Afghanistan suicide bomber 'kills 10' in Faryab

Scene of attack in Faryab, 4 April 2012 The attack in Faryab took place close to the main market, which was packed with shoppers

A suicide bomb attack in northern Afghanistan has left at least 10 people dead, officials say.

Sources told the BBC the bomber had targeted a meeting of officials in Maymana, capital of Faryab province.

More than 20 people were hurt, a number critically. Nato said three service members were killed in a blast in the north on Wednesday but has not linked it to the Faryab incident.

Attacks in northern Afghanistan are far less common than in the south and east.

Nato's Isaf force said it was aware of "reported civilian/military casualties" in Faryab but was still investigating and stressed it had not yet made any announcement related to victims there.

Strategic partnership

The BBC's Bilal Sarwary in Kabul says a suicide attacker on a motorbike approached the meeting near the main vegetable market, which was packed with shoppers as well as Afghan and Western security forces.

A former MP, Haji Ahmad Khan, told the BBC: ''There was a big function in Maymana. The suicide attacker got inside the meeting and attacked. There is blood everywhere. There are body parts scattered.''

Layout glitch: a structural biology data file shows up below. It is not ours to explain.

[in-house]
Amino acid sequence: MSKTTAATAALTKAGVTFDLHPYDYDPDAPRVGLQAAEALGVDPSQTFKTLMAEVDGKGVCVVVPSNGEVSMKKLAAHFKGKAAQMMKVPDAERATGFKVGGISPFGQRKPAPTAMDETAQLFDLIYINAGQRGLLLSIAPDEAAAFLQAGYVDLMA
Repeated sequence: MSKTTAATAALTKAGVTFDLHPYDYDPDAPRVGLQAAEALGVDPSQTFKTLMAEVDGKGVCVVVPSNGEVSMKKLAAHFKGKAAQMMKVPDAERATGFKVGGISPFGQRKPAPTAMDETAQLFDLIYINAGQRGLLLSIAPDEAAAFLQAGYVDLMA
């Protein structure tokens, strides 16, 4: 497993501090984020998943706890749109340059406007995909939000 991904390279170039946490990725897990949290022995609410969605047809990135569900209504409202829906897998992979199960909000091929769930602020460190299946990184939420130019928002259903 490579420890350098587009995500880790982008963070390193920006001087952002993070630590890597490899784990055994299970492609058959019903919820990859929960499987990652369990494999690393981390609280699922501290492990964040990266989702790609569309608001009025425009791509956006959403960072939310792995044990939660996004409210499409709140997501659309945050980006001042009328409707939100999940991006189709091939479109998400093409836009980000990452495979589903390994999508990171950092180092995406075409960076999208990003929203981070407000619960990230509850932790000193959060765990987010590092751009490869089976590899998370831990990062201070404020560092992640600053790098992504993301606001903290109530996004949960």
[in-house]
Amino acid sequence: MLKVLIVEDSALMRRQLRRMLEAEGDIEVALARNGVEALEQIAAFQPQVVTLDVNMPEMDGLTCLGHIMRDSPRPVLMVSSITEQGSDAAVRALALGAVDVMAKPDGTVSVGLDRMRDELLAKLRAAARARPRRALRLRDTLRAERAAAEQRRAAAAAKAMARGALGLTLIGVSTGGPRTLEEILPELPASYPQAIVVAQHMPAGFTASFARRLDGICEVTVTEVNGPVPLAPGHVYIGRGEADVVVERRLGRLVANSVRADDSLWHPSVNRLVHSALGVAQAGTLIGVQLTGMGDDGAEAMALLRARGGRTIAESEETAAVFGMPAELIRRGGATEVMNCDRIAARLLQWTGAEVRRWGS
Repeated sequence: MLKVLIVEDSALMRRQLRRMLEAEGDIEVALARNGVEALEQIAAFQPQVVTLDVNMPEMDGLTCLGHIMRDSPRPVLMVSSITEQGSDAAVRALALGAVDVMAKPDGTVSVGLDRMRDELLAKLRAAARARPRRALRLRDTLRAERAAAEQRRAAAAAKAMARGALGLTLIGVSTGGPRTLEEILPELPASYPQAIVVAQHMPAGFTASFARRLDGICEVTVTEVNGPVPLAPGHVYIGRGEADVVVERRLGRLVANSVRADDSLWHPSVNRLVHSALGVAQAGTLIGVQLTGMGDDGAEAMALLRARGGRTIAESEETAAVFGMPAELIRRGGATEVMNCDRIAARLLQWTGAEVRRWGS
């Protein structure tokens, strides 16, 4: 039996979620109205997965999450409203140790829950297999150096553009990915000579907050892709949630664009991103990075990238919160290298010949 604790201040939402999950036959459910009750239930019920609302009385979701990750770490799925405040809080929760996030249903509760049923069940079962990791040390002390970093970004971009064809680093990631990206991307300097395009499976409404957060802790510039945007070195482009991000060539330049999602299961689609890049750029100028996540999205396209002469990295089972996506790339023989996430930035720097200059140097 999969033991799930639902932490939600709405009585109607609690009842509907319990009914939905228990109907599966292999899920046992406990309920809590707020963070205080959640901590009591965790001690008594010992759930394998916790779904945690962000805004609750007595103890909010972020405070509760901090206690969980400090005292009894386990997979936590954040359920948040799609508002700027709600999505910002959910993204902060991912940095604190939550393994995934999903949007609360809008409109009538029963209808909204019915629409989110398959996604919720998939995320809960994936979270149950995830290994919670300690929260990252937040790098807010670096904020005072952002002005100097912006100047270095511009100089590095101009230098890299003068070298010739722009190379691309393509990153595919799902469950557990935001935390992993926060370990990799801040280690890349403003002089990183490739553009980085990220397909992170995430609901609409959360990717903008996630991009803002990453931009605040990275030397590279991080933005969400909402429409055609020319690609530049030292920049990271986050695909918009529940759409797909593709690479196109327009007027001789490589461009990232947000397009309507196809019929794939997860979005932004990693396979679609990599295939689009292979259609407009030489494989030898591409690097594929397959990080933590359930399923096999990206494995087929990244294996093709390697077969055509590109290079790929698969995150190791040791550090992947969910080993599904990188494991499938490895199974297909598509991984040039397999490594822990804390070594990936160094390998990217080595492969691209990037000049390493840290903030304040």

A senior police official in Maymana added: ''Most of those killed and injured are local shopkeepers."

Map

A spokesman for the regional Afghan command said two women and two children were among the dead. Four policemen are also reported to have been killed.

The Taliban said they carried out the attack.

Most of the foreign forces in Faryab are Norwegians but a spokesman for the country's army told AFP none of its troops were nearby.

Norway currently contributes some 400 soldiers to the 130,000-strong Isaf that is fighting the Taliban-led insurgency. Norway has lost 10 personnel since the Nato-led invasion took place in 2001.

Most of the Isaf force is due to be withdrawn from Afghanistan by the end of 2014.

Nato and the government of President Hamid Karzai are still working on a strategic partnership agreement on Nato involvement after 2014.

In a separate incident, the police chief of Chardara district in Kunduz province told the BBC that a local police official had turned his gun on his commander and two of the commander's bodyguards, killing all three before fleeing.

The commander was a former Taliban member who joined the government last year.

The Taliban have continued their campaign of gun and bomb attacks on Nato forces this year, with almost 100 service members killed.

The number of incidents rose after the burning of Korans by US troops at base in February.

Tensions were further inflamed by the killing of 17 Afghan civilians, including nine children on 11 March by US Staff Sgt Robert Bales, 38, in their homes in Kandahar province.

Taliban attacks traditionally increase further at this time of year following a winter lull, when bad weather restricts the movement of fighters.

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